…I know, you wrote that letter to your sweater, berating it for not going the way it was supposed to, being part of a conspiracy of poorly written patterns, and generally wishing that the knitting faeries would come along and finish your sweater for you.
The trouble is, your sweater was not to blame. You were. Remember how you screwed up the project at the very beginning by having difficulties with counting? Well, this time, you have difficulties following directions. (This is rather a shock to me, since I know that you are by and large compliant in a way that makes you occasionally appear terribly naive.) I know, I know, Little Birds was difficult and wore your nerves down to nothing, and so you’ve had trouble getting into bed with this pattern and fully trusting it to be cohesive and well-written. Boo freakin’ hoo – that was years ago, lady, get over it! (Please note for the record, this is not a sentence I ever use when therapist-ing my clients.) This pattern does not have any flaws or faults in it that I can find. Oh sure, there are parts that could be expanded on, maybe an instruction added here or there to keep people from second guessing their knitterly instincts. But as far as errata goes, nada.
If you had just followed the directions for where and how to join the sweaters to the body from the beginning, it would have been fine. It all would have made sense, and you’d probably be up to the neckline by now because you wouldn’t have put the sweater away in frustration for over a week. Heck, maybe you’d even be finished! (Okay, that one is a stretch…) But for some reason, you couldn’t see the grand vision of how the cables were supposed to run up along the armholes…and so you thought that the placement of the sleeves was cutting into the 4-stitch cables and rearranged where they should go. I know, it was only by 2 stitches on each side, but that was enough to throw off the whole concept. And what happened because of this mistrust? You have now ripped back and rejoined the sleeves to the sweater 3 times. This time, it had better be right because if it isn’t…well, we’ll just bind it off and claim that it’s an off-the-shoulder sweater, a la the 80s.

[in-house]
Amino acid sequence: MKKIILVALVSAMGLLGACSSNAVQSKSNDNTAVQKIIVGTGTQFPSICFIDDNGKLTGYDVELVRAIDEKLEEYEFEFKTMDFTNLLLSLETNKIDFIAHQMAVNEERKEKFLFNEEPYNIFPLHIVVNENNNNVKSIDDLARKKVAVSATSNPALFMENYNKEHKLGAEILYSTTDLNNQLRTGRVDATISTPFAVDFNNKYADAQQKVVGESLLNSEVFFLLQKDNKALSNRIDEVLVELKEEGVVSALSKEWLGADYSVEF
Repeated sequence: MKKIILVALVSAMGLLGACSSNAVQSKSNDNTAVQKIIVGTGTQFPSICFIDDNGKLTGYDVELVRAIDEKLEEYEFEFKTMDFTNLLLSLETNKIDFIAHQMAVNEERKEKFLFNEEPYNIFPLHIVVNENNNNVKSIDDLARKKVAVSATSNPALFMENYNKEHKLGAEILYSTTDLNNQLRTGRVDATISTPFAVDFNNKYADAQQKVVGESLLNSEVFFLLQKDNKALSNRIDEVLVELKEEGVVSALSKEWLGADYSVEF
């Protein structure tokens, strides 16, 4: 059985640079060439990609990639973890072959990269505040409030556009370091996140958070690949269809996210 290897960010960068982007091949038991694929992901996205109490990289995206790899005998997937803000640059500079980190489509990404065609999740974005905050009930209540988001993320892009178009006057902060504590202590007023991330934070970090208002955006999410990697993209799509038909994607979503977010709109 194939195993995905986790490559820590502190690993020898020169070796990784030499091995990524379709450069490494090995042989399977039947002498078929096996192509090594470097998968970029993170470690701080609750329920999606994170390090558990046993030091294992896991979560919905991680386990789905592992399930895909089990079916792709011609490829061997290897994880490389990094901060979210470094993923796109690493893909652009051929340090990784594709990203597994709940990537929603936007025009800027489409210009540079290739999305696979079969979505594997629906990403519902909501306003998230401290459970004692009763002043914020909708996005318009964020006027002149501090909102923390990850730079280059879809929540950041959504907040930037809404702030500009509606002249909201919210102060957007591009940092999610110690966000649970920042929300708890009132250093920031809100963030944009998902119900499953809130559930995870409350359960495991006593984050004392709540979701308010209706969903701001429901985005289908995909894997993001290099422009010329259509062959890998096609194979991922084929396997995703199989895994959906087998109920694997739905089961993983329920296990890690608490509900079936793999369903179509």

Past Hester, I know that I can’t possibly recall what you were thinking at the time – you put this sweater into cold storage so long ago that the memory of the what and why and wherefore is a distant illusion of a memory. All I can do is urge you to get in touch with Future Hester and remind her that in the future, if a pattern is giving her difficulties, she should set it aside for 2 days, cast on something new, and then come back to it again. We all need to step away from our knitting to time to time. That’s what helps good knitters become great knitters.